Territorial Disputes

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Conditional Decisions: A Solution for Ukraine v. Russia and Other Similar Cases?

On 21 February 2020, the tribunal in the Coastal State Rights arbitration between Ukraine and Russia rendered an award on preliminary objections. Although the tribunal decided that the case would proceed to the merits, it held that it did not have jurisdiction over any of Ukraine’s claims that would “necessarily require[] it to decide, directly or implicitly, on the sovereignty of either Party over Crimea” (para. 492(a)). This holding is understandable. As previously discussed on this blog here and here, the tribunal faced a rather complex jurisdictional problem. As a tribunal constituted under the United Nations Convention on the Law of the Sea (UNCLOS), it generally had jurisdiction over claims alleging violations of the Convention. And all of Ukraine’s claims were indeed allegations that Russia had violated the Convention. Nevertheless, many of Ukraine’s claims were premised on Ukraine’s sovereignty over Crimea, such that a ruling by the tribunal on those claims would have required the tribunal to determine…

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The Award concerning Preliminary Objections in Ukraine v. Russia : Observations regarding the Implicated Status of Crimea and the Sea of Azov

On 21 February 2020 the arbitral tribunal constituted under Annex VII of the United Nations Convention on the Law of the Sea (UNCLOS) in the Dispute Concerning Coastal State Rights in the Black Sea, Sea of Azov, and Kerch Strait (Ukraine v. the Russian Federation) rendered its…

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Does the European Court of Human Rights Have to Decide on Sovereignty over Crimea? Part II: Issues Lurking on the Merits

In my previous post I explained how the European Court’s Article 1 jurisprudence allows it to avoid the question of sovereignty over Crimea, since it can ground Russia’s jurisdiction over the territory, and thus the applicability of the ECHR, simply on the fact of its control and need not say anything else. But there are at least two…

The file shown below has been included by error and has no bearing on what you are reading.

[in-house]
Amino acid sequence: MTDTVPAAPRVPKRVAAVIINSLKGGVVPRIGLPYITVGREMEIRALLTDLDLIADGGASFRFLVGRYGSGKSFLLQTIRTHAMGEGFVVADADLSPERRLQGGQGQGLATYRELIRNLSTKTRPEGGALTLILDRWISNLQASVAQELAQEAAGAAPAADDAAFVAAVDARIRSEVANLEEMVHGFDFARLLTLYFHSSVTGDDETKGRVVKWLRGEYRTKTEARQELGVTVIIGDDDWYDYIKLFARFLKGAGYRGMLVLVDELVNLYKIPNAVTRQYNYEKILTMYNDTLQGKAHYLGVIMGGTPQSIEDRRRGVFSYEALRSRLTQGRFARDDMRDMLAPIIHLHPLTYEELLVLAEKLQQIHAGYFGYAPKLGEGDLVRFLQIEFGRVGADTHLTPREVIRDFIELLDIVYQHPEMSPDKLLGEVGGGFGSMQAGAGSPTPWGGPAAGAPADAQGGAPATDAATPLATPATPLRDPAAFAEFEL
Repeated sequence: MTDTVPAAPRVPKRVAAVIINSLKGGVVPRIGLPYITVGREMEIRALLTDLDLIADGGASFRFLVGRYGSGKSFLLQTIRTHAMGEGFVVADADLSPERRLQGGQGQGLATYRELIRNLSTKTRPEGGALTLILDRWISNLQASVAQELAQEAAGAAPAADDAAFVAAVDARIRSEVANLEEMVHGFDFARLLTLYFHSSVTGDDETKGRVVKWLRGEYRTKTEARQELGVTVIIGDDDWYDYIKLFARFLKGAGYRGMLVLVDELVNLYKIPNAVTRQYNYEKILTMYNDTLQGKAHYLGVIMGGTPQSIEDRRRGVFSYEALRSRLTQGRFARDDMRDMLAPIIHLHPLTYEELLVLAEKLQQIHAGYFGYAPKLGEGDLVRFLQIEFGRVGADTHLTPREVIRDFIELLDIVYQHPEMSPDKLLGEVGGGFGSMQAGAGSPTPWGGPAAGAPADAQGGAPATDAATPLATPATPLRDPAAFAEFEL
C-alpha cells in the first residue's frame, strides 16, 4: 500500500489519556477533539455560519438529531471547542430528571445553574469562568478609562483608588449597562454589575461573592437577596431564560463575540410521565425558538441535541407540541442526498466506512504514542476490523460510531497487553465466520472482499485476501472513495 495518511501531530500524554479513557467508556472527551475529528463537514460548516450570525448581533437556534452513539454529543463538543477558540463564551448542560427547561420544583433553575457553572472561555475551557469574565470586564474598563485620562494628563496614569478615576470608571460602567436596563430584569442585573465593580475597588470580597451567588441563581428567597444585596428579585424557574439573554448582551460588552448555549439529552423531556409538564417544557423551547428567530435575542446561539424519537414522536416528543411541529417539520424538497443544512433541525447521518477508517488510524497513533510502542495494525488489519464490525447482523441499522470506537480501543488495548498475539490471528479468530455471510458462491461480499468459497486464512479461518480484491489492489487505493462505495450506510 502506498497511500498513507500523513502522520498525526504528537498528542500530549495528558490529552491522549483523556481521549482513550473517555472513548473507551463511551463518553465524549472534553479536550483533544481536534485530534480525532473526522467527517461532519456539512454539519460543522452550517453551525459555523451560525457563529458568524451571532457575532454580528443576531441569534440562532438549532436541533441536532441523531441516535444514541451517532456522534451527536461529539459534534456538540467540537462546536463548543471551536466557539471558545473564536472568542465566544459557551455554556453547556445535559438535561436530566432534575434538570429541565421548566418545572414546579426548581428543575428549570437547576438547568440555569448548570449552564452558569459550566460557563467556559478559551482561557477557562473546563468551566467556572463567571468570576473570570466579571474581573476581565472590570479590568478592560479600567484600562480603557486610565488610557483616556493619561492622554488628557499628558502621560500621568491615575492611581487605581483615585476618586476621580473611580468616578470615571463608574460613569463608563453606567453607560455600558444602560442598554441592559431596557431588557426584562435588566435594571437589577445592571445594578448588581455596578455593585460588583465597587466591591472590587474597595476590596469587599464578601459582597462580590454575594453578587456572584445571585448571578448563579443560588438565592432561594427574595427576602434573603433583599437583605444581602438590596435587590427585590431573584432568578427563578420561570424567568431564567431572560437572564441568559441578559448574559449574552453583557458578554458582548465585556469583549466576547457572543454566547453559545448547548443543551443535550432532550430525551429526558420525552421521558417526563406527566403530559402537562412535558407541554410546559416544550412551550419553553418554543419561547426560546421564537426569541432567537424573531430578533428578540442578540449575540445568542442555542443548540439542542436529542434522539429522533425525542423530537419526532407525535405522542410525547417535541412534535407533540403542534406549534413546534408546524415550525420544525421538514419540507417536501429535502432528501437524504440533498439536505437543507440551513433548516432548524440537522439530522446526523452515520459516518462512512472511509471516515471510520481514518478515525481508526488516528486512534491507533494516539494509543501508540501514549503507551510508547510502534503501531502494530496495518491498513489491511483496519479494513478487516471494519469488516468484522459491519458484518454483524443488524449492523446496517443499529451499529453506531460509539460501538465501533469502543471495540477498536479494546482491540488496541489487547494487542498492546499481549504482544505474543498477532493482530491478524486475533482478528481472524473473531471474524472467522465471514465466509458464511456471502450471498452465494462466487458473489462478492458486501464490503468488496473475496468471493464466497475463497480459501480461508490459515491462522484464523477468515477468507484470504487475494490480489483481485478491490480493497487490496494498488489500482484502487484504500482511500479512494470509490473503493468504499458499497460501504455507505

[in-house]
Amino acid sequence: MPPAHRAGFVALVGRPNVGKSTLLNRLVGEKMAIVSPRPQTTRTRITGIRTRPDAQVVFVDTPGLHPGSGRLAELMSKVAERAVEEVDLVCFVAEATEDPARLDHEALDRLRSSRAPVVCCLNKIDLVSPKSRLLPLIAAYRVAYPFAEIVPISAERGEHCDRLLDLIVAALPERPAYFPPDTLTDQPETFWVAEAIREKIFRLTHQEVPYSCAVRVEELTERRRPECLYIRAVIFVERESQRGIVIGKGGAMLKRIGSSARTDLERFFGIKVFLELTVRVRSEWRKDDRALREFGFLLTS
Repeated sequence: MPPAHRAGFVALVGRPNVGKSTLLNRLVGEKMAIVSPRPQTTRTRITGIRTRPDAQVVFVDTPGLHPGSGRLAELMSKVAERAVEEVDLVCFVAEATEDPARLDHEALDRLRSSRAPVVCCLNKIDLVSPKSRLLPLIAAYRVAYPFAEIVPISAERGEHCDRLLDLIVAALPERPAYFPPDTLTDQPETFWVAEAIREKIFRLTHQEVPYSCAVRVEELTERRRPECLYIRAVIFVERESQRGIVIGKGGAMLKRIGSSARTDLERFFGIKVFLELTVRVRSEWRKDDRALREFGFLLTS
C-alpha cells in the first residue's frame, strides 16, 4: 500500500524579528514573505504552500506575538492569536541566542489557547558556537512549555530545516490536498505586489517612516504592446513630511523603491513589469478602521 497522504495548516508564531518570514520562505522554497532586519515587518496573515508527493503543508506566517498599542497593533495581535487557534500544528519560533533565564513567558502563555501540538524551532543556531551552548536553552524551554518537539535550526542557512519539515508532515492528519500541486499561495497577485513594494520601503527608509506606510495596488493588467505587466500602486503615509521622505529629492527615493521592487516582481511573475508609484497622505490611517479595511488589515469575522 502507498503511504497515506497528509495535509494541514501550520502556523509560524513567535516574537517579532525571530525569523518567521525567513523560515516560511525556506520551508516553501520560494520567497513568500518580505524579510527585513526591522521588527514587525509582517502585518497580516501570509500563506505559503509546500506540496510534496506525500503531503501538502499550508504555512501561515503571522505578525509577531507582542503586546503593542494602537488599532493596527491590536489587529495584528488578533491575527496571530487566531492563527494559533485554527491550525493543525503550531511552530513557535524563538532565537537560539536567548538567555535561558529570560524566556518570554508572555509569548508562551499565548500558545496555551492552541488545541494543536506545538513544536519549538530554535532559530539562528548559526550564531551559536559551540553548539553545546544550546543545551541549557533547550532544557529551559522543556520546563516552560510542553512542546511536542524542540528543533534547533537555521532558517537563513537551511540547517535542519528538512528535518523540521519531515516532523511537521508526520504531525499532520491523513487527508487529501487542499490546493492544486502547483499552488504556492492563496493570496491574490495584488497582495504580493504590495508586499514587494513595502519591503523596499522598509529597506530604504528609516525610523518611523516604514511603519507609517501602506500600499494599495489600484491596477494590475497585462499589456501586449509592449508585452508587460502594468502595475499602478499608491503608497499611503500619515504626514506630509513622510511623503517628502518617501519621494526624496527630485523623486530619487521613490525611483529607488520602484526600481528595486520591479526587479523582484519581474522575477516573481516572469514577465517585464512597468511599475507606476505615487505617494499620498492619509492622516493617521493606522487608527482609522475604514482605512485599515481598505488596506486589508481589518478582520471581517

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Does the European Court of Human Rights Have to Decide on Sovereignty over Crimea? Part I: Jurisdiction in Article 1 ECHR

On 11 September the Grand Chamber of the European Court of Human Rights held oral hearings on the admissibility of the interstate claim Ukraine brought against Russia regarding Crimea (no. 20958/14). The webcast of the hearing is available here. There are many different admissibility issues that the case raises, some of them heavily factual (e.g. the existence…

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Living in the Shadow of Flawed Peace: How General International Law Is Implicated in the Trade War between Japan and South Korea

As the anniversary of V-J Day approaches, the legacy of World War II still casts a long shadow on its previous Pacific theatre.  Last month, an unprecedented quadripartite incident involving warplanes from, inter alia, Japan and South Korea played out in the territorial airspace of the contested Dokdo/Takeshima islands, disputed territory that was left unresolved in the…

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